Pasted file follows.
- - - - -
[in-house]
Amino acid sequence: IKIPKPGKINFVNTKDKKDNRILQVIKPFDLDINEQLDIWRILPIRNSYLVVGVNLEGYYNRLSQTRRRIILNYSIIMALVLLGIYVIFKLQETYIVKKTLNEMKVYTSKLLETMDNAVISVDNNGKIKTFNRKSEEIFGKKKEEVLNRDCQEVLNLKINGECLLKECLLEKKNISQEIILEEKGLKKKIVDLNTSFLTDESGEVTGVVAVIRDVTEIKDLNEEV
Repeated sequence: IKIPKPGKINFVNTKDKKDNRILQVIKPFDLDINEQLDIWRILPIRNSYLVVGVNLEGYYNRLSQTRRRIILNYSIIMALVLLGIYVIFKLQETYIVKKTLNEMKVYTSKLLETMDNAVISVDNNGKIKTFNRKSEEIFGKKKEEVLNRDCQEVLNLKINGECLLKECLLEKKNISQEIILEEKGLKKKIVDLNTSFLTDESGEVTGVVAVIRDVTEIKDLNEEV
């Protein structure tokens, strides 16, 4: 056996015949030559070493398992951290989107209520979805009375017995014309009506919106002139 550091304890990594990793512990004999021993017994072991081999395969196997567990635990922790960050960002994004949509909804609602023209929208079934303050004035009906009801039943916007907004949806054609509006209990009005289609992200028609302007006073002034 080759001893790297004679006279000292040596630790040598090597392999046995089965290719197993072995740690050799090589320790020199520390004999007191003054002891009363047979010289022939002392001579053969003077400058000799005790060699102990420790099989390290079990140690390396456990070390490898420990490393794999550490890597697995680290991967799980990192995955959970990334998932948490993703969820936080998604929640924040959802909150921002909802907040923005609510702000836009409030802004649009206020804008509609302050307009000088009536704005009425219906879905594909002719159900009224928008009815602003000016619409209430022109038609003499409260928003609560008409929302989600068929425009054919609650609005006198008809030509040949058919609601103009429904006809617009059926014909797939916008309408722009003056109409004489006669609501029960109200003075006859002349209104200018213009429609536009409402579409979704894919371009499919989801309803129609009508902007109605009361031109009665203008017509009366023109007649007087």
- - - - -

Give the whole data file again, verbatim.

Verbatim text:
[in-house]
Amino acid sequence: IKIPKPGKINFVNTKDKKDNRILQVIKPFDLDINEQLDIWRILPIRNSYLVVGVNLEGYYNRLSQTRRRIILNYSIIMALVLLGIYVIFKLQETYIVKKTLNEMKVYTSKLLETMDNAVISVDNNGKIKTFNRKSEEIFGKKKEEVLNRDCQEVLNLKINGECLLKECLLEKKNISQEIILEEKGLKKKIVDLNTSFLTDESGEVTGVVAVIRDVTEIKDLNEEV
Repeated sequence: IKIPKPGKINFVNTKDKKDNRILQVIKPFDLDINEQLDIWRILPIRNSYLVVGVNLEGYYNRLSQTRRRIILNYSIIMALVLLGIYVIFKLQETYIVKKTLNEMKVYTSKLLETMDNAVISVDNNGKIKTFNRKSEEIFGKKKEEVLNRDCQEVLNLKINGECLLKECLLEKKNISQEIILEEKGLKKKIVDLNTSFLTDESGEVTGVVAVIRDVTEIKDLNEEV
């Protein structure tokens, strides 16, 4: 056996015949030559070493398992951290989107209520979805009375017995014309009506919106002139 550091304890990594990793512990004999021993017994072991081999395969196997567990635990922790960050960002994004949509909804609602023209929208079934303050004035009906009801039943916007907004949806054609509006209990009005289609992200028609302007006073002034 080759001893790297004679006279000292040596630790040598090597392999046995089965290719197993072995740690050799090589320790020199520390004999007191003054002891009363047979010289022939002392001579053969003077400058000799005790060699102990420790099989390290079990140690390396456990070390490898420990490393794999550490890597697995680290991967799980990192995955959970990334998932948490993703969820936080998604929640924040959802909150921002909802907040923005609510702000836009409030802004649009206020804008509609302050307009000088009536704005009425219906879905594909002719159900009224928008009815602003000016619409209430022109038609003499409260928003609560008409929302989600068929425009054919609650609005006198008809030509040949058919609601103009429904006809617009059926014909797939916008309408722009003056109409004489006669609501029960109200003075006859002349209104200018213009429609536009409402579409979704894919371009499919989801309803129609009508902007109605009361031109009665203008017509009366023109007649007087």